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Overview

Our laboratory is interested in how genetic programs governing embryonic development are exploited during cancer initiation and progression.  After fertilization, a single cell must coordinate cell proliferation with cell migration and differentiation to produce approximately 100 trillion cells that are arranged in a highly ordered manner to generate the many different organs and tissues of the human body.  The genetic and epigenetic programs controlling embryogenesis are often aberrantly activated or re-wired in human cancers to promote uncontrolled proliferation and metastasis.  Research in our laboratory uses a unique combination of developmental biology and cancer biology techniques to identify novel therapeutics that kill cancer cells by targeting “reactivated” embryonic genetic programs.  We use a number of methods in the lab to attack this problem, including embryology, live-imaging, genetics, genomics and epigenetics, as well as zebrafish pre-clinical cancer models, human cell culture and analysis of clinical sample.  Our laboratory has a focus on treating pediatric cancers, such as neuroblastoma and pediatric brain tumors, due to the known involvement of defective developmental pathways in cancer formation and their highly metastatic behavior.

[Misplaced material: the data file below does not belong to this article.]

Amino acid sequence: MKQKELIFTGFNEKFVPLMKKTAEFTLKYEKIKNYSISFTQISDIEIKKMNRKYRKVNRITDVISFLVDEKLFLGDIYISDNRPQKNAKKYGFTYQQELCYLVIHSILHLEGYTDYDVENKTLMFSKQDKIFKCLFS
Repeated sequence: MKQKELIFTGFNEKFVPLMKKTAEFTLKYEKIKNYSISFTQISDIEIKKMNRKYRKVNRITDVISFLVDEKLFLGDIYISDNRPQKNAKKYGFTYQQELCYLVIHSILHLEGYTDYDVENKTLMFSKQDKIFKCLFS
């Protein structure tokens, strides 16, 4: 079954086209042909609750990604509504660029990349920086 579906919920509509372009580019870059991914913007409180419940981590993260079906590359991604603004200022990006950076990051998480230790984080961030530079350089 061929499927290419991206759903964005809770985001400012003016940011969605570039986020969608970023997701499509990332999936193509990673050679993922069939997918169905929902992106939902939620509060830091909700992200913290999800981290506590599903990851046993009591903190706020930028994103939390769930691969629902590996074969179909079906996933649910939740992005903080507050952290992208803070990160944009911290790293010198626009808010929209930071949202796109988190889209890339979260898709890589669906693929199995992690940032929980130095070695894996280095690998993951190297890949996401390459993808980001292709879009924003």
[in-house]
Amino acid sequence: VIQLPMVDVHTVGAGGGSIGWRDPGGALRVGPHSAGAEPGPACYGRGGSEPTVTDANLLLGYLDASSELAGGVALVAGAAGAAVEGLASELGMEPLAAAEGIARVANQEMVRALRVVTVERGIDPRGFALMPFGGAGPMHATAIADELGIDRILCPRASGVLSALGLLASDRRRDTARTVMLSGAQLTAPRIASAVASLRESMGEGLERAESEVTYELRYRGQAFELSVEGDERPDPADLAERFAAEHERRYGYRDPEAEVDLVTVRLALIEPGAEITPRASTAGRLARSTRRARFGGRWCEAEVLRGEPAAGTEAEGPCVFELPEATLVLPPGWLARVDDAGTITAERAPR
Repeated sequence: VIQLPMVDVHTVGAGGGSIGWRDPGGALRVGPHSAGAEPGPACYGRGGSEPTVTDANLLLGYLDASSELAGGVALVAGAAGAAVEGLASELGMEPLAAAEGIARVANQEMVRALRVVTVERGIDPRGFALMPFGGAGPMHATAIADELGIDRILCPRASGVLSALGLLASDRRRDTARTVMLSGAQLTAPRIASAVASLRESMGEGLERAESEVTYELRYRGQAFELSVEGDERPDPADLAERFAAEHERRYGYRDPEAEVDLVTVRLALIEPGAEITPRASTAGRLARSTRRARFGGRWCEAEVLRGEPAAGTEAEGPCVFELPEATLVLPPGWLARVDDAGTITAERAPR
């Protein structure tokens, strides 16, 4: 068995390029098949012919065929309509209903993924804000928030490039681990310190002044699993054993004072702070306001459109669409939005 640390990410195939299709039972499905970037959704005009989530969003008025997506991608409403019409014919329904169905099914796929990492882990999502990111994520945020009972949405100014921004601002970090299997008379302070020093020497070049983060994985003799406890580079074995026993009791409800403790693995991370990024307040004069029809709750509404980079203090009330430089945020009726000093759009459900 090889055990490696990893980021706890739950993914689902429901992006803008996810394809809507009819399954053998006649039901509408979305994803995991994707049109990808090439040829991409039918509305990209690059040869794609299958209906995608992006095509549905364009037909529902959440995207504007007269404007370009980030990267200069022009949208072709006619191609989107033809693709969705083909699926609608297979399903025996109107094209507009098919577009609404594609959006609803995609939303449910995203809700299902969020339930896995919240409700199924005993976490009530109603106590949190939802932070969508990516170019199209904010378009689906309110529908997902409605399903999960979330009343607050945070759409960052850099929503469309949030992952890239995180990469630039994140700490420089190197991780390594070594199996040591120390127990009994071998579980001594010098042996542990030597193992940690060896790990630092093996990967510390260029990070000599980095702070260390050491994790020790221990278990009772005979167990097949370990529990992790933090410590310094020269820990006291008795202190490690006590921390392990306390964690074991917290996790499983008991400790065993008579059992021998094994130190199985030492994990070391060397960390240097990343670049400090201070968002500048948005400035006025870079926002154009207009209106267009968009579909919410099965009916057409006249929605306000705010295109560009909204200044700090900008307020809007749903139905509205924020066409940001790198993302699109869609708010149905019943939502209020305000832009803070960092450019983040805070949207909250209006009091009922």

Stewart Team